Shifting Allegiances

Catholics, Democrats & the GOP

True story: It is the day before Pope John Paul II’s funeral, a year ago last April. Assembling in Rome are the members of the official delegation of the United States government, including President and Mrs. Bush and a number of Catholic senators and representatives. Two of those Catholic senators are Democrats Dick Durbin of Illinois and John Kerry of Massachusetts.

As the two of them walk across St. Peter’s Square, bystanders stop Kerry every few steps to bemoan his defeat in the presidential election just a few months before. Some of these admirers—including a few Italian priests—drape themselves enthusiastically over Kerry’s lanky frame for group snapshots.

Then a single priest stops Kerry and Durbin. He warns Kerry that he will have to answer, perhaps in hell, for his position on abortion.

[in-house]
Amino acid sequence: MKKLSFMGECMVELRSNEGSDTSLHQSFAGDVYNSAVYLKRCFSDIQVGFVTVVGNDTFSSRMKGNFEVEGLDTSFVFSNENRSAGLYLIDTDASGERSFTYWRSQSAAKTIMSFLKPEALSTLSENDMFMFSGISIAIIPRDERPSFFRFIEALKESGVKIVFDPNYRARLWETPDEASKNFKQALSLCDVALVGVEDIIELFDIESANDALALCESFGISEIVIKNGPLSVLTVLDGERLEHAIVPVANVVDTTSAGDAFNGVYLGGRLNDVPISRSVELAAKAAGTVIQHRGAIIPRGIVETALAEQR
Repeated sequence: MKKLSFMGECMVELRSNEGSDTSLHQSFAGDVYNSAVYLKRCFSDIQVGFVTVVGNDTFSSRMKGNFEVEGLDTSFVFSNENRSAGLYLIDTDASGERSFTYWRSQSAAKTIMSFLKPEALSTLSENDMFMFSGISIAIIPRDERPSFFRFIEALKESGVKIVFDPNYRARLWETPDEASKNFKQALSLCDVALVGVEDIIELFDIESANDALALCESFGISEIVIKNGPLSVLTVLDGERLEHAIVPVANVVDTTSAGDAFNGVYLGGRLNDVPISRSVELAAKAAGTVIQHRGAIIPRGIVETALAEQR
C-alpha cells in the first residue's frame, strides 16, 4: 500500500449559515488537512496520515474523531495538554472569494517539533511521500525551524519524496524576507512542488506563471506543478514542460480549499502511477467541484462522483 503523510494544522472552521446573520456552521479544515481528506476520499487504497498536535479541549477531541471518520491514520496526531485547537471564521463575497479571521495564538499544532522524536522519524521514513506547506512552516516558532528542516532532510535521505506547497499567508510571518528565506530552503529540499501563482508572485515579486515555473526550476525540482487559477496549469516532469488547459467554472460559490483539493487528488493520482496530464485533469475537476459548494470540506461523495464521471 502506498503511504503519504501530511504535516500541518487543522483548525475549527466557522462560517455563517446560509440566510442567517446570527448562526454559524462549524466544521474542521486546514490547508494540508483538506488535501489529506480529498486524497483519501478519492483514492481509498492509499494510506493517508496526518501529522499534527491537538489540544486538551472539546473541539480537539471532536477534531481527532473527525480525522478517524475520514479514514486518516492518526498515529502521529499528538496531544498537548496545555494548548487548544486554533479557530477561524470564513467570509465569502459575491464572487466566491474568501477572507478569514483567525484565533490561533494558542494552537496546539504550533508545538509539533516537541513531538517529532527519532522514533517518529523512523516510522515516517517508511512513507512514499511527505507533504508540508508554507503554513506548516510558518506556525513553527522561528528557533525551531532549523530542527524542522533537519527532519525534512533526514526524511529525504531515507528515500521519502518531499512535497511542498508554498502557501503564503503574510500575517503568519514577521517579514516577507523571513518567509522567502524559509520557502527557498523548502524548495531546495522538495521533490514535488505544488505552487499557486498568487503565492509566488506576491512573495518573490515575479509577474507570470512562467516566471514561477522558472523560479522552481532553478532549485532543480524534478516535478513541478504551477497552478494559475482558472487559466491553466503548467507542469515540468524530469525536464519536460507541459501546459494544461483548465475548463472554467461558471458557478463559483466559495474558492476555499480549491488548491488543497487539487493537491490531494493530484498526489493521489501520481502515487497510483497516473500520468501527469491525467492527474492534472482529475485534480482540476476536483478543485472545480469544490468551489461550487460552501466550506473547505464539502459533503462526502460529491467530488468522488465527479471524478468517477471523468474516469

That priest is from Minnesota.


How did we get here? And are we stuck?

Unraveling the meaning of this vignette requires attention to three interlocking narratives. The first is the story of the once-happy but now troubled marriage between Catholics and the Democratic Party. The second is the history of the fight over public access not to abortion, but to birth control. The third is the emergence of a new generation of bishops, priests, and lay intellectuals,...

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About the Author

John T. McGreevy is the I.A. O'Shaughnessy Dean of the College of Arts and Letters and Professor of History at the University of Notre Dame.